The Epistle of Paul the Apostle to the Romans

By G. Campbell Morgan

Chapter 20








1. General Rom 12:5

2. Particular. Rom 12:6-8

a. The Gifts. Rom 12:6-8 a

Spiritual. Rom 12:6-8 a

Prophecy. Spiritual Interpretation.

Ministry. Spiritual Application.

Teaching. Spiritual Instruction.

Exhortation. Spiritual Insistence.

Material. Rom 12:3 b

Giving. Material Supply.

Ruling. Material Oversight.

Showing Mercy. Material Aid.

b. Their Use.


According to the Proportion of Faith.

According to our Ministry.

According to his Teaching.

According to his Exhorting.


With Liberality.

With Diligence.

With Cheerfulness.


a. THE PRINCIPLE. Rom 12:9 a

b. THE PRACTICE. Rom 12:9-21

1. Within the Fellowship. Rom 12:9-17

a. Purity. Rom 12:9-10

Personal. The Mind of Love. Rom 12:9 b

Relative. The Method of Love. Rom 12:10

b. Activity. Rom 12:11-16 a

Personal. The Mind of Love. Rom 12:11-12

Relative. The Method of Love. Rom 12:13-16 a

c. Humility. Rom 12:16-17

Personal. The Mind of Love. Rom 12:16 b

Relative. The Method of Love. Rom 12:17

2. Toward Enemies. Rom 12:18-21

a. The Aim. Rom 12:18

b. The Attitude. Rom 12:19

c. The Activity. Rom 12:20-21

* * * * * * * * * * * * * * * * * * * * * * * * * * * * * * * * * *


Having in his appeal declared the true attitude of the Christian life to be that of surrender to the will of God, the apostle proceeded to show how such surrender will be expressed. The teaching is full of interest and importance, as there may be much talk of submission while there is no practical evidence of the same. The first positive proof of abandonment to the will of God is that the personal life is characterized by simplicity. In dealing with this, the apostle defined the character as being that of humility; and the consciousness as that of communion; finally describing the consequent conduct of simplicity.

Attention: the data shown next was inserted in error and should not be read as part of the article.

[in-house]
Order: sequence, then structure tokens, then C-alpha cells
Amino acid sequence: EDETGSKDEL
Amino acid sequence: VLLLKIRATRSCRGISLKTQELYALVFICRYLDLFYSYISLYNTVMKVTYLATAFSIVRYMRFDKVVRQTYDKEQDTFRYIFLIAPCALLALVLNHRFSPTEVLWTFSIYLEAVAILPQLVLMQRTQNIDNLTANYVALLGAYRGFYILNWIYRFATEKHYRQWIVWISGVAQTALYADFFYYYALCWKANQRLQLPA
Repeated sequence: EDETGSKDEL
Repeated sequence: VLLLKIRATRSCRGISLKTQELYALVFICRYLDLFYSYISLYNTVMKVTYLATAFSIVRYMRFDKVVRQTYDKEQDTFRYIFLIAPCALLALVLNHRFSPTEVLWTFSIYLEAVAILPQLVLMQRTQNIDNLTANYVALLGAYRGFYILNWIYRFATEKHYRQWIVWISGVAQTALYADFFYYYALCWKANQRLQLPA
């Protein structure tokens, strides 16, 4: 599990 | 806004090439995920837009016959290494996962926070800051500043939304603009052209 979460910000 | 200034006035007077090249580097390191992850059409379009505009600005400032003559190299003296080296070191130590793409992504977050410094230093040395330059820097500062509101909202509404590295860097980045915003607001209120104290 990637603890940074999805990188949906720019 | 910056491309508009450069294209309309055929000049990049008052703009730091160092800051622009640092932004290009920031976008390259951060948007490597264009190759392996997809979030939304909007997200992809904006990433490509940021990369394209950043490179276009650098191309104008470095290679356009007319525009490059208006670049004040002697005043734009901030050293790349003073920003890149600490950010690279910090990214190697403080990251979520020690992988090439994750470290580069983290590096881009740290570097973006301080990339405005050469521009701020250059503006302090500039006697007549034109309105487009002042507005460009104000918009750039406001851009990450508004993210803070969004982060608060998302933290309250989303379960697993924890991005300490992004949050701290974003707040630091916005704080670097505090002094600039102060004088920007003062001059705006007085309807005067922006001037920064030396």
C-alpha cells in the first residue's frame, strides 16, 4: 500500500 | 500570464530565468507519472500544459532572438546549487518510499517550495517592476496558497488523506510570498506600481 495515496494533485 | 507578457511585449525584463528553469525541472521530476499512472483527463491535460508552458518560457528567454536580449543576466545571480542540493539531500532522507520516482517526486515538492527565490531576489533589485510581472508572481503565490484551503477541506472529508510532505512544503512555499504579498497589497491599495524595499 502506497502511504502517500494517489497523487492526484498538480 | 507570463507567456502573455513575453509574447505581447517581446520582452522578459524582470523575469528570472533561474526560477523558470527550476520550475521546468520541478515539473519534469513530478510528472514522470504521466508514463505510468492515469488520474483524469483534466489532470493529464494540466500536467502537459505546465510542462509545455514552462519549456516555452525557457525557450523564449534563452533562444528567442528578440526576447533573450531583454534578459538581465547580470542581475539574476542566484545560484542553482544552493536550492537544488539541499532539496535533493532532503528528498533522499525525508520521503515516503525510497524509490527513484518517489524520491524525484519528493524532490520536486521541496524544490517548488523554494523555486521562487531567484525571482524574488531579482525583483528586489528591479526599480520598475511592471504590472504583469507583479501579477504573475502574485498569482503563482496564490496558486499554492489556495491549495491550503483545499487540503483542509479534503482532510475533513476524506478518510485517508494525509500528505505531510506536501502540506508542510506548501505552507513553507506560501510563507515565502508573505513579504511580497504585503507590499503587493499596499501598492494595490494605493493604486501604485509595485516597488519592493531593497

Basing his right upon the grace that was given him, and thus manifesting his own true humility, the apostle appealed carefully to the individual, as is evident from his phrase, "I say ... to every man." His message was both negative and positive. A man is "not to think . . . more highly than he ought"; he is "so to think . . . according as God hath dealt ... a measure of faith." The plain meaning of this is that a man's opinion of himself must be that of God's opinion of him. It is a most searching and safeguarding conception. Let every man honestly stand in the presence of God, and become conscious of the Divine measurement of himself, and there will be very little fear of that objectionable pride which is at the root of so much which is dishonouring to God, and which hinders the witness of the saints. The whole setting demonstrates the fact that the humility enjoined is humility concerning spiritual things. Of course that will create humility in all things. There is always danger that a person having solemnly dedicated everything to God, should on that very account become proud, and there is no pride more dangerous and more objectionable than spiritual pride.


The last statement of the paragraph defining the character of humility, prepares the way for the apostle's discussion of the consciousness of communion. "God hath dealt to each man a measure of faith,'' is a declaration which recognizes a certain deposit committed to the individual; and also the aggregation of such into the faith, - in the most spacious meaning of that word, - of the whole Church. To be conscious of that individual deposit, is necessarily to become conscious of its relation to the larger whole. The apostle therefore immediately proceeded to the declaration of truth concerning the whole body, and the complementary nature of the offices of the members thereof; showing that for the fulfillment of the function of the whole, the service of every part is necessary. Consequently the importance of each is measured not by its own significance, but by its contribution to the whole. Using the figure of the human body, he applied it in his declaration that believers are one body in Christ, and therefore are related to each other as members.